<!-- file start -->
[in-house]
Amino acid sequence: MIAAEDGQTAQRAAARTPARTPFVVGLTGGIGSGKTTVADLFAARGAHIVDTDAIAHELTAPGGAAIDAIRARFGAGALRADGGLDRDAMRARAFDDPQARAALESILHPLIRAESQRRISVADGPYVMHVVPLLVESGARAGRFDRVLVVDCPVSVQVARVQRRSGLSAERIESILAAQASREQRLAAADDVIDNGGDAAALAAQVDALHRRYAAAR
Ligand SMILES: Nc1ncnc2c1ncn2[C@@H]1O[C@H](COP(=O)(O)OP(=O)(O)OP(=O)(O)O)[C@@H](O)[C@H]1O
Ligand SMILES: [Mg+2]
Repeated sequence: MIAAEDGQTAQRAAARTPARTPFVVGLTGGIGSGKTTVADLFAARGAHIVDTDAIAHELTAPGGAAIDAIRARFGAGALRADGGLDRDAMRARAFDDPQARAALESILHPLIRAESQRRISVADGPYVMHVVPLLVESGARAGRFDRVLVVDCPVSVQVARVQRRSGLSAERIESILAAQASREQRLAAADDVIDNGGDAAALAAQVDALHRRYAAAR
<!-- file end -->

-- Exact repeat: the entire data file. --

[in-house]
Amino acid sequence: MIAAEDGQTAQRAAARTPARTPFVVGLTGGIGSGKTTVADLFAARGAHIVDTDAIAHELTAPGGAAIDAIRARFGAGALRADGGLDRDAMRARAFDDPQARAALESILHPLIRAESQRRISVADGPYVMHVVPLLVESGARAGRFDRVLVVDCPVSVQVARVQRRSGLSAERIESILAAQASREQRLAAADDVIDNGGDAAALAAQVDALHRRYAAAR
Ligand SMILES: Nc1ncnc2c1ncn2[C@@H]1O[C@H](COP(=O)(O)OP(=O)(O)OP(=O)(O)O)[C@@H](O)[C@H]1O
Ligand SMILES: [Mg+2]
Repeated sequence: MIAAEDGQTAQRAAARTPARTPFVVGLTGGIGSGKTTVADLFAARGAHIVDTDAIAHELTAPGGAAIDAIRARFGAGALRADGGLDRDAMRARAFDDPQARAALESILHPLIRAESQRRISVADGPYVMHVVPLLVESGARAGRFDRVLVVDCPVSVQVARVQRRSGLSAERIESILAAQASREQRLAAADDVIDNGGDAAALAAQVDALHRRYAAAR